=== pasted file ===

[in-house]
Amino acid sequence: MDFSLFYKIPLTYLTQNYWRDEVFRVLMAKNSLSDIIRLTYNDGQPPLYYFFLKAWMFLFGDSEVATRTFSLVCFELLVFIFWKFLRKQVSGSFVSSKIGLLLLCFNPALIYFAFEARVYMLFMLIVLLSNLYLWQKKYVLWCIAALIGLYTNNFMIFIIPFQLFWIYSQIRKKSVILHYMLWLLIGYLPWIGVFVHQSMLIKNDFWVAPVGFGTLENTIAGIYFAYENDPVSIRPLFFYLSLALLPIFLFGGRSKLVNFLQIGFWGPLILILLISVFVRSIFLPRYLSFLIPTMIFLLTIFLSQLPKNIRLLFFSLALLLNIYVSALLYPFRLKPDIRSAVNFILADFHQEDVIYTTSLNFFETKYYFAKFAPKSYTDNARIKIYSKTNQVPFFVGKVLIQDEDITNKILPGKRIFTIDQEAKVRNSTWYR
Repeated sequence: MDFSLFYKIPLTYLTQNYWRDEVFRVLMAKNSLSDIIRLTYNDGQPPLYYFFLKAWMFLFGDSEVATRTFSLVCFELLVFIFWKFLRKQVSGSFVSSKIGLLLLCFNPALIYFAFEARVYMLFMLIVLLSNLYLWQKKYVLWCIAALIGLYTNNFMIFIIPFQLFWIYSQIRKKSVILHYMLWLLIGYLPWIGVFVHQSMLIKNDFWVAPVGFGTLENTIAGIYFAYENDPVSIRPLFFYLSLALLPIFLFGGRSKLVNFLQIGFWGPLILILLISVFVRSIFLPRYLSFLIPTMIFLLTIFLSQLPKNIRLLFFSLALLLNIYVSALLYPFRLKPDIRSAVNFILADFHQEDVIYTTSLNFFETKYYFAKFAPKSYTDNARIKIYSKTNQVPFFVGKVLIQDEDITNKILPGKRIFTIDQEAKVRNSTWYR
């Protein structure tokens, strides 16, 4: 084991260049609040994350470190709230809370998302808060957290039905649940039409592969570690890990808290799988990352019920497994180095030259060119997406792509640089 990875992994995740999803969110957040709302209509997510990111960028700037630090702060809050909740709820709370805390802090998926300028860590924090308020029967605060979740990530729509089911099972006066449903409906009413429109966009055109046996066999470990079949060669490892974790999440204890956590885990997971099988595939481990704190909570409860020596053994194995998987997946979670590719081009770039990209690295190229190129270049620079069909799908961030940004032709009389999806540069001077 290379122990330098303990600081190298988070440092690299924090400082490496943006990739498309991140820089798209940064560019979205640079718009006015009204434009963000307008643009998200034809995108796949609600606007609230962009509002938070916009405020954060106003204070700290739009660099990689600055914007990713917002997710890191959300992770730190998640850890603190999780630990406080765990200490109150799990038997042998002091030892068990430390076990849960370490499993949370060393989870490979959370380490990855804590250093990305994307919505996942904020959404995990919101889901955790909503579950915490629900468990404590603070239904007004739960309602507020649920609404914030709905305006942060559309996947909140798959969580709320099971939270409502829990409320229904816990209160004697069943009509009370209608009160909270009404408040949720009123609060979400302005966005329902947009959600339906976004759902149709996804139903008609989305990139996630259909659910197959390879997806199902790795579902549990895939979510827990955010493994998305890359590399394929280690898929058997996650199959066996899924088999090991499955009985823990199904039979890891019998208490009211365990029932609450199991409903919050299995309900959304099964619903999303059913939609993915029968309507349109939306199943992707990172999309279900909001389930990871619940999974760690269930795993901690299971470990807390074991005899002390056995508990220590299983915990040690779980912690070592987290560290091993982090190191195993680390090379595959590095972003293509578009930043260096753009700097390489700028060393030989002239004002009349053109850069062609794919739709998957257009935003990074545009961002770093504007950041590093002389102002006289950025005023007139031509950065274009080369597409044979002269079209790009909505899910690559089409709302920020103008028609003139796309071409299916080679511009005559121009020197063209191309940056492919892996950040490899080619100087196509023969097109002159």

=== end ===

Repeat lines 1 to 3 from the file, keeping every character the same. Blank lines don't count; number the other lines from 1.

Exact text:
[in-house]
Amino acid sequence: MDFSLFYKIPLTYLTQNYWRDEVFRVLMAKNSLSDIIRLTYNDGQPPLYYFFLKAWMFLFGDSEVATRTFSLVCFELLVFIFWKFLRKQVSGSFVSSKIGLLLLCFNPALIYFAFEARVYMLFMLIVLLSNLYLWQKKYVLWCIAALIGLYTNNFMIFIIPFQLFWIYSQIRKKSVILHYMLWLLIGYLPWIGVFVHQSMLIKNDFWVAPVGFGTLENTIAGIYFAYENDPVSIRPLFFYLSLALLPIFLFGGRSKLVNFLQIGFWGPLILILLISVFVRSIFLPRYLSFLIPTMIFLLTIFLSQLPKNIRLLFFSLALLLNIYVSALLYPFRLKPDIRSAVNFILADFHQEDVIYTTSLNFFETKYYFAKFAPKSYTDNARIKIYSKTNQVPFFVGKVLIQDEDITNKILPGKRIFTIDQEAKVRNSTWYR
Repeated sequence: MDFSLFYKIPLTYLTQNYWRDEVFRVLMAKNSLSDIIRLTYNDGQPPLYYFFLKAWMFLFGDSEVATRTFSLVCFELLVFIFWKFLRKQVSGSFVSSKIGLLLLCFNPALIYFAFEARVYMLFMLIVLLSNLYLWQKKYVLWCIAALIGLYTNNFMIFIIPFQLFWIYSQIRKKSVILHYMLWLLIGYLPWIGVFVHQSMLIKNDFWVAPVGFGTLENTIAGIYFAYENDPVSIRPLFFYLSLALLPIFLFGGRSKLVNFLQIGFWGPLILILLISVFVRSIFLPRYLSFLIPTMIFLLTIFLSQLPKNIRLLFFSLALLLNIYVSALLYPFRLKPDIRSAVNFILADFHQEDVIYTTSLNFFETKYYFAKFAPKSYTDNARIKIYSKTNQVPFFVGKVLIQDEDITNKILPGKRIFTIDQEAKVRNSTWYR